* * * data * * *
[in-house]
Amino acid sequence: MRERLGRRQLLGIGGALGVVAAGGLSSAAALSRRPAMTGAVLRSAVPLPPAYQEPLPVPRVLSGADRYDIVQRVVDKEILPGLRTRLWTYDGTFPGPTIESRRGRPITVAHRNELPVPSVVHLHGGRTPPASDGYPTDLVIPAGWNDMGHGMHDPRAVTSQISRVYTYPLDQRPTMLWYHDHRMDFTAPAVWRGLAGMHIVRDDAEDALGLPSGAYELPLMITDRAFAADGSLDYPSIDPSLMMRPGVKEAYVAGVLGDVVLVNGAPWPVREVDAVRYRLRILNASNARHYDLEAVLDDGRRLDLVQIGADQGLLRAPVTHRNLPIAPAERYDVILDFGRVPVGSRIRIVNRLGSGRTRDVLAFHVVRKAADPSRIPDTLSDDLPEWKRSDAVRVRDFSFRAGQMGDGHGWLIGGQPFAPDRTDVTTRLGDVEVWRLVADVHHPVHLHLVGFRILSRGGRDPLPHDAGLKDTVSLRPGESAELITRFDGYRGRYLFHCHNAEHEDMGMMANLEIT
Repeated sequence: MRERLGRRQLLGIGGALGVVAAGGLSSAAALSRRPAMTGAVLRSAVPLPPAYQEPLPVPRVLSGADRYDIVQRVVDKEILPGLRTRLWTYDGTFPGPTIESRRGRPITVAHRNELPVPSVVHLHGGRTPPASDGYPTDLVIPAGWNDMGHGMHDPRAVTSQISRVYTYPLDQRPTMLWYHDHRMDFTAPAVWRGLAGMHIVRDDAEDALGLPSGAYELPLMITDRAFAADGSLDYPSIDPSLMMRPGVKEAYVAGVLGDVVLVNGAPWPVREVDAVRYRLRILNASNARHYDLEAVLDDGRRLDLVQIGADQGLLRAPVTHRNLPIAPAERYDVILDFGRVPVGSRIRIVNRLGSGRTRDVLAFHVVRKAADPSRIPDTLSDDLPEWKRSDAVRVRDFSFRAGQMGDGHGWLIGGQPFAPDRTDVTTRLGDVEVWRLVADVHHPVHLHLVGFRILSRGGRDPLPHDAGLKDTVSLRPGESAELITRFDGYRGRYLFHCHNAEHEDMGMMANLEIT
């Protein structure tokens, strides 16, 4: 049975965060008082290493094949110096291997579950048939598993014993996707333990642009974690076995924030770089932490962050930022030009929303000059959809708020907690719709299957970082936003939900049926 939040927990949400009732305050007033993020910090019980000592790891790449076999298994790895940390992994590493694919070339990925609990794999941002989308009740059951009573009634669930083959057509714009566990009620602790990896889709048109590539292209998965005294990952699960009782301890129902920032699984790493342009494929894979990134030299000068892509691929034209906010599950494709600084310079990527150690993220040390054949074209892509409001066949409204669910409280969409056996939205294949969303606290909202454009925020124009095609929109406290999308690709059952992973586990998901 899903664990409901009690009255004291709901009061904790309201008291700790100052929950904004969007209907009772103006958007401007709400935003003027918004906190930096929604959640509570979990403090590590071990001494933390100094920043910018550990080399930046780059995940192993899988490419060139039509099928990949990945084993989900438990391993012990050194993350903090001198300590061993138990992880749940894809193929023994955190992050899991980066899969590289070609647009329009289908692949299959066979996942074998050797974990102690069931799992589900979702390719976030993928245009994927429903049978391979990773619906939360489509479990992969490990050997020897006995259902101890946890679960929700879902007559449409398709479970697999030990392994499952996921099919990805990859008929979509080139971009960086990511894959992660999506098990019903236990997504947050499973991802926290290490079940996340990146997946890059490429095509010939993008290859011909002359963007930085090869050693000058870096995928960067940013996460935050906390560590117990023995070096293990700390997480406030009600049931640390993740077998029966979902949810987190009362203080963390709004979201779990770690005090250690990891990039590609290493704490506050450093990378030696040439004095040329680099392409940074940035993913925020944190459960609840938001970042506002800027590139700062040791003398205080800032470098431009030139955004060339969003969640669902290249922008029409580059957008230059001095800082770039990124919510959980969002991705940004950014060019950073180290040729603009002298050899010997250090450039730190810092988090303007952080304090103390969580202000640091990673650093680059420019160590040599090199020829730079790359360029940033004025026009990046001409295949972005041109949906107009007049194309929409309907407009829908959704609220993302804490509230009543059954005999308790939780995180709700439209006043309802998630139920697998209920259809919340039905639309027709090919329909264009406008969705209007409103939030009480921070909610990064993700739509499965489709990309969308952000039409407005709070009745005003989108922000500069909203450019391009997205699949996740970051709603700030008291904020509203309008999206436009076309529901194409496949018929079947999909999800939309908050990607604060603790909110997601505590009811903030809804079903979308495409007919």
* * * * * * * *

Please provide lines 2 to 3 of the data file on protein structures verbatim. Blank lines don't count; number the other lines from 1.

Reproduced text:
Amino acid sequence: MRERLGRRQLLGIGGALGVVAAGGLSSAAALSRRPAMTGAVLRSAVPLPPAYQEPLPVPRVLSGADRYDIVQRVVDKEILPGLRTRLWTYDGTFPGPTIESRRGRPITVAHRNELPVPSVVHLHGGRTPPASDGYPTDLVIPAGWNDMGHGMHDPRAVTSQISRVYTYPLDQRPTMLWYHDHRMDFTAPAVWRGLAGMHIVRDDAEDALGLPSGAYELPLMITDRAFAADGSLDYPSIDPSLMMRPGVKEAYVAGVLGDVVLVNGAPWPVREVDAVRYRLRILNASNARHYDLEAVLDDGRRLDLVQIGADQGLLRAPVTHRNLPIAPAERYDVILDFGRVPVGSRIRIVNRLGSGRTRDVLAFHVVRKAADPSRIPDTLSDDLPEWKRSDAVRVRDFSFRAGQMGDGHGWLIGGQPFAPDRTDVTTRLGDVEVWRLVADVHHPVHLHLVGFRILSRGGRDPLPHDAGLKDTVSLRPGESAELITRFDGYRGRYLFHCHNAEHEDMGMMANLEIT
Repeated sequence: MRERLGRRQLLGIGGALGVVAAGGLSSAAALSRRPAMTGAVLRSAVPLPPAYQEPLPVPRVLSGADRYDIVQRVVDKEILPGLRTRLWTYDGTFPGPTIESRRGRPITVAHRNELPVPSVVHLHGGRTPPASDGYPTDLVIPAGWNDMGHGMHDPRAVTSQISRVYTYPLDQRPTMLWYHDHRMDFTAPAVWRGLAGMHIVRDDAEDALGLPSGAYELPLMITDRAFAADGSLDYPSIDPSLMMRPGVKEAYVAGVLGDVVLVNGAPWPVREVDAVRYRLRILNASNARHYDLEAVLDDGRRLDLVQIGADQGLLRAPVTHRNLPIAPAERYDVILDFGRVPVGSRIRIVNRLGSGRTRDVLAFHVVRKAADPSRIPDTLSDDLPEWKRSDAVRVRDFSFRAGQMGDGHGWLIGGQPFAPDRTDVTTRLGDVEVWRLVADVHHPVHLHLVGFRILSRGGRDPLPHDAGLKDTVSLRPGESAELITRFDGYRGRYLFHCHNAEHEDMGMMANLEIT